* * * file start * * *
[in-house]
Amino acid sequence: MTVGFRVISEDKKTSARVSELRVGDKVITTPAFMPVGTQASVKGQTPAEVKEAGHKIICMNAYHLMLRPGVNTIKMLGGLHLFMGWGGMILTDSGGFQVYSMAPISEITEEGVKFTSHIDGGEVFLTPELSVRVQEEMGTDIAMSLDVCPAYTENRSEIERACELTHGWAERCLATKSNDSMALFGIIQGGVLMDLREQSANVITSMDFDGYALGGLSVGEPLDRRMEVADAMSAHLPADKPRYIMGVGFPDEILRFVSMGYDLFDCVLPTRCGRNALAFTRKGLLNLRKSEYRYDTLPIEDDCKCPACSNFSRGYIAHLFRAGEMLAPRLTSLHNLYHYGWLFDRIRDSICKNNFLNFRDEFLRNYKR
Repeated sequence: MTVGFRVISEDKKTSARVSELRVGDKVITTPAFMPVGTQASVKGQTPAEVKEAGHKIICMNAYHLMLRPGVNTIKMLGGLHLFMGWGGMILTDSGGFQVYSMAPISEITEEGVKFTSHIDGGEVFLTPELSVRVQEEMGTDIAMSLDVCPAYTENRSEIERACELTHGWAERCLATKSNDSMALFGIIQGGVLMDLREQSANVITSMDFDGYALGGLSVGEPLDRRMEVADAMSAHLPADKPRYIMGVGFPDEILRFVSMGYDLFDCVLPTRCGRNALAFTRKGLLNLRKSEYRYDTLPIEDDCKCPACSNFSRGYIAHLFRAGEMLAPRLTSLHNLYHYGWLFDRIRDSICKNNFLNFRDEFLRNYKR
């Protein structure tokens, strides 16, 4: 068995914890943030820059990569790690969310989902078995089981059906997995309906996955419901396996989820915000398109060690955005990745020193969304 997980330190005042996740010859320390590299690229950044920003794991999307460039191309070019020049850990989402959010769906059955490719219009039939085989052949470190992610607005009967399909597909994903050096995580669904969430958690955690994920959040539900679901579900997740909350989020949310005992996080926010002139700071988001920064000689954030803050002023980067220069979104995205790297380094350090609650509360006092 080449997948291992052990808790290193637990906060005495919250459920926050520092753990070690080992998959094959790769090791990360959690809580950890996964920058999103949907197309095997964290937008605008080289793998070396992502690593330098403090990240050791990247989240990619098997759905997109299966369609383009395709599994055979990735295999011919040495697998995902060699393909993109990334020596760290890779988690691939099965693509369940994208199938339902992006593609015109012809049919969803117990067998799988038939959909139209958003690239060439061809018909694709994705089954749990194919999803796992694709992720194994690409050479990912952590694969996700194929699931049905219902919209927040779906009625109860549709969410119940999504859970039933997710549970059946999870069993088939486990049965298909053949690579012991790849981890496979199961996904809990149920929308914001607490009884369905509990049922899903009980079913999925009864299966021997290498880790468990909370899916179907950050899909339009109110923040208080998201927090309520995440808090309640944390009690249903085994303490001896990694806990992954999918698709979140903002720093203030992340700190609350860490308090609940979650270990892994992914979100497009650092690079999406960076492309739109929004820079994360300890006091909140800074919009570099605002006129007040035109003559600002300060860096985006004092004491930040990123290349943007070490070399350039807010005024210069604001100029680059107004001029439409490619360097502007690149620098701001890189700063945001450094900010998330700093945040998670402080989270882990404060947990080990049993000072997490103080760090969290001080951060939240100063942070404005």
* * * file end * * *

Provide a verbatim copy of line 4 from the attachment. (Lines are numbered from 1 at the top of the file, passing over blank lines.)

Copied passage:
């Protein structure tokens, strides 16, 4: 068995914890943030820059990569790690969310989902078995089981059906997995309906996955419901396996989820915000398109060690955005990745020193969304 997980330190005042996740010859320390590299690229950044920003794991999307460039191309070019020049850990989402959010769906059955490719219009039939085989052949470190992610607005009967399909597909994903050096995580669904969430958690955690994920959040539900679901579900997740909350989020949310005992996080926010002139700071988001920064000689954030803050002023980067220069979104995205790297380094350090609650509360006092 080449997948291992052990808790290193637990906060005495919250459920926050520092753990070690080992998959094959790769090791990360959690809580950890996964920058999103949907197309095997964290937008605008080289793998070396992502690593330098403090990240050791990247989240990619098997759905997109299966369609383009395709599994055979990735295999011919040495697998995902060699393909993109990334020596760290890779988690691939099965693509369940994208199938339902992006593609015109012809049919969803117990067998799988038939959909139209958003690239060439061809018909694709994705089954749990194919999803796992694709992720194994690409050479990912952590694969996700194929699931049905219902919209927040779906009625109860549709969410119940999504859970039933997710549970059946999870069993088939486990049965298909053949690579012991790849981890496979199961996904809990149920929308914001607490009884369905509990049922899903009980079913999925009864299966021997290498880790468990909370899916179907950050899909339009109110923040208080998201927090309520995440808090309640944390009690249903085994303490001896990694806990992954999918698709979140903002720093203030992340700190609350860490308090609940979650270990892994992914979100497009650092690079999406960076492309739109929004820079994360300890006091909140800074919009570099605002006129007040035109003559600002300060860096985006004092004491930040990123290349943007070490070399350039807010005024210069604001100029680059107004001029439409490619360097502007690149620098701001890189700063945001450094900010998330700093945040998670402080989270882990404060947990080990049993000072997490103080760090969290001080951060939240100063942070404005």